When Rosember López Samayoa was diagnosed with HIV in 1995, he traveled the costly distance to Mexico City to receive affordable treatment. He then returned to this lackluster border city that hugs Guatemala and shut himself inside his house, ashamed to reveal the death prophecy a doctor had delivered.
But after 11 months Mr. López emerged – still alive, and with a commitment to help people in his hometown who could be vulnerable to HIV, or who, like him, are unable to access good and inexpensive local medical care.
The former accountant founded a nonprofit organization, Una Mano Amigo en la Lucha Contra /SIDA, or A Hand Friend in the Fight Against AIDS, in 2000. He began to recruit participants for sexual health and rights workshops.
Over the past 13 years, though, as Una Mano Amigo has expanded its reach across the southern portion of the Mexican state of Chiapas, the population the organization serves has also shifted.
Tapachula has always served as a migration hub, as Central American migrants cross the Guatemala border with ease into Mexico, the largest migration transit frontier in the world, according to the International Organization of Migration. But the population arriving now looks different.
“Before what was more visible was the contrast between straight men and women, and we would see more straight men arriving,” López says as he drives around Tapachula’s rain-slicked downtown one recent afternoon. He has spent the day leading a workshop nearby with a group of 14 sex workers, mostly single mothers who send money home to their children in Guatemala.
“Now what we’re seeing is a migration of people who are gay and trans[gender]. They come to us because they have HIV, and in their countries they couldn’t access the health care so they had to leave, but more than anything they are leaving because of violence.”
López remains the only one in Tapachula, and along southern Mexico – backed by his team of eight at Una Mano Amigo – that is specifically addressing the acute risks that migrants who identify as lesbian, gay, bisexual, and transgender (LGBT) face as they pass through or try to stay in Mexico.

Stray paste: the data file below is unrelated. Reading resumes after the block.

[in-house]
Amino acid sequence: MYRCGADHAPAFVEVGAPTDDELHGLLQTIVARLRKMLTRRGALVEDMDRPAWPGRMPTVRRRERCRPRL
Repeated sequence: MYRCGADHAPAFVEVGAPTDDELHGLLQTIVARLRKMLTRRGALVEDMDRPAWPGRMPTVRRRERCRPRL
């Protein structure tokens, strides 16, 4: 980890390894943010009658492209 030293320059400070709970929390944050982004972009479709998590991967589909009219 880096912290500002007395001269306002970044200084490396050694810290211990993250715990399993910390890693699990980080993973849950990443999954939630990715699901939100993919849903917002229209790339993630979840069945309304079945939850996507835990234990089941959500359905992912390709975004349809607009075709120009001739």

They provide LGBT migrants with information about applying for refugee status in Mexico, and advocate for their rights in migration shelters and migration detention centers.
“They are the only ones doing it, and more importantly, they do it well,” said Rafael Zavala, the head of the United Nations Refugee Agency (UNHCR) office in Tapachula. “Rosember has gained acceptance among people in the local government here, who are listening to him.”
More than 700 murders of gay and transgender people across the country were documented from 1995 through 2009 by leading civil society watchdog organizations in Mexico. Assassinations of male and transgender sex workers are common in Tapachula, López says, though they are frequently reported as crimes of passion in the local media.
“It’s more difficult for this population. There is violence against migrants, and there is violence against LGBT people, so this population experiences double the discrimination,” Mr. Zavala explains.
Locating people who dually identify as LGBT and as migrants can be tricky for López and his team. On one July evening, his co-worker Gonzalo Ernesto Cue Rasgado, accompanied by a visitor, cut through the city’s turning streets and popped into brightly lit, tucked away bars.
Everyone said they were from Tapachula, even one slight and young-looking bartender, who Cue remarked had a curious accent, as though from another country.
The open office of Una Mano Amigo offers a space for transgender, female, and male sex workers, including migrants, who stop by regularly for afternoon educational workshops.
López has also established the organization as a rare source of employment for people living with HIV.
“In the physical, spiritual, and psychological sense, what he has done is really just create a safe place for people to express themselves,” says Mr. Cue, a coordinator with the organization who works with male sex workers.
López is also trying to impart these ideas to outside facilities, working with state-run detention centers to consider the particular needs of LGBT migrants, as well as networking with church-run migration shelters, which are often at a loss with how to register and house someone who identifies as transgender.
It’s an ongoing challenge, López explains. In 2012, for five months, he personally covered all the operating costs.
“There is still a lot of taboo and discrimination here if you are gay or trans, and so the institutions of government don’t touch these issues – in schools, in the detention centers – they don’t know what it means,” López says.
“We’re working to change this. But the issue of sexual diversity in Chiapas is very new, and this takes time.”